In ” ‘Manga’: heart of pop culture” (May 26), manga critic Haruyuki Nakano is quoted as saying that “the established styles of drawing — the use of lines — to express a character’s movements and emotions have become so engrained in Japanese readers that it is not easy for foreigners to ‘crack the code’ when the comics are shipped overseas.”
Nor do the subtlety of raw fish, the intricacy of chopstick manipulation, the mysteries of wabi sabi, the secrets of Nihongo and the other usual props make it easy for foreigners to “crack the code.” Not to mention the exclusive four seasons unique to Japan (and shared elsewhere), the cicada, the noise to the blond with blue eyes, and the music for the big WE.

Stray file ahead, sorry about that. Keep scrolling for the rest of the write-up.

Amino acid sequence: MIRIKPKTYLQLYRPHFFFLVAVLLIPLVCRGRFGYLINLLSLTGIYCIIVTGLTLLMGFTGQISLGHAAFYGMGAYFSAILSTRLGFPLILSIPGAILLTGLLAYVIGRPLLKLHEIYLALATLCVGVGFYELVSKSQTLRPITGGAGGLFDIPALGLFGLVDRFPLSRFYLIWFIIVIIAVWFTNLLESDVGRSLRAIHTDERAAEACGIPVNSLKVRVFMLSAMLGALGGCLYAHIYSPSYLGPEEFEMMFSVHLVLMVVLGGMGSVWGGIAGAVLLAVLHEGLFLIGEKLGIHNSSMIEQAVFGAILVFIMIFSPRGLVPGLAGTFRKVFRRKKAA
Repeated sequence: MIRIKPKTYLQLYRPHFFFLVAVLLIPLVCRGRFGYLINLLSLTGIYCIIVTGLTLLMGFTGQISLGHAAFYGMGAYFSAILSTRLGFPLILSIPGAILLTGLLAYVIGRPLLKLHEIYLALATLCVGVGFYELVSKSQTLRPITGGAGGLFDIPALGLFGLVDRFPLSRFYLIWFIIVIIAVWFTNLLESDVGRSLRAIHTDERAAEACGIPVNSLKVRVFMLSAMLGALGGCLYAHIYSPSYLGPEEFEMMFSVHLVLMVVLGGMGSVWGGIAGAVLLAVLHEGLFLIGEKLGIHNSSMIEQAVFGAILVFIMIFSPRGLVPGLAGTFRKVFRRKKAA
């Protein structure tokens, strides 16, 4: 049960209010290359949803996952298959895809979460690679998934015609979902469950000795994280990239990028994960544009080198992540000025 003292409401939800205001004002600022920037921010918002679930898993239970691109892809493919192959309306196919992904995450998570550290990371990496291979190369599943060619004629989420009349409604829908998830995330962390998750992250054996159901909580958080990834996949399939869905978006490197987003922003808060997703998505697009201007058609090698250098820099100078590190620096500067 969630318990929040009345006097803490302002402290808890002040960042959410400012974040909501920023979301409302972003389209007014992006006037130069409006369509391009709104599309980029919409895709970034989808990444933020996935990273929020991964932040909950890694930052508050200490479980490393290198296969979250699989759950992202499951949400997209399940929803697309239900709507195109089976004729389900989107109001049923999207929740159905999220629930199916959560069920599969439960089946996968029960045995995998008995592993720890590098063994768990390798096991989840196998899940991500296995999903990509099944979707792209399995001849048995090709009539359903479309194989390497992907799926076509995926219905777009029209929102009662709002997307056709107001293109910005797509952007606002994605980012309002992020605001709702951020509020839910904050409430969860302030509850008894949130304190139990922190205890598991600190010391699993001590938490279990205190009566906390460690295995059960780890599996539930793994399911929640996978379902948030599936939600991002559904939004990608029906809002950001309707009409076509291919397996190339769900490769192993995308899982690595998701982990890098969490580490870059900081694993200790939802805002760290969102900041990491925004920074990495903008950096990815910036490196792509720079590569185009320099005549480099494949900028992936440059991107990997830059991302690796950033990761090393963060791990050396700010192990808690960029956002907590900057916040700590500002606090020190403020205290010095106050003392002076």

Here we are in 2009, and the Nihonjinron mantra is still alive and blind and happy, fingering the WE-navel. The writer of this article needs to take a trip to Europe’s bookshops to see how the manga code has been cracked for nearly 20 years.
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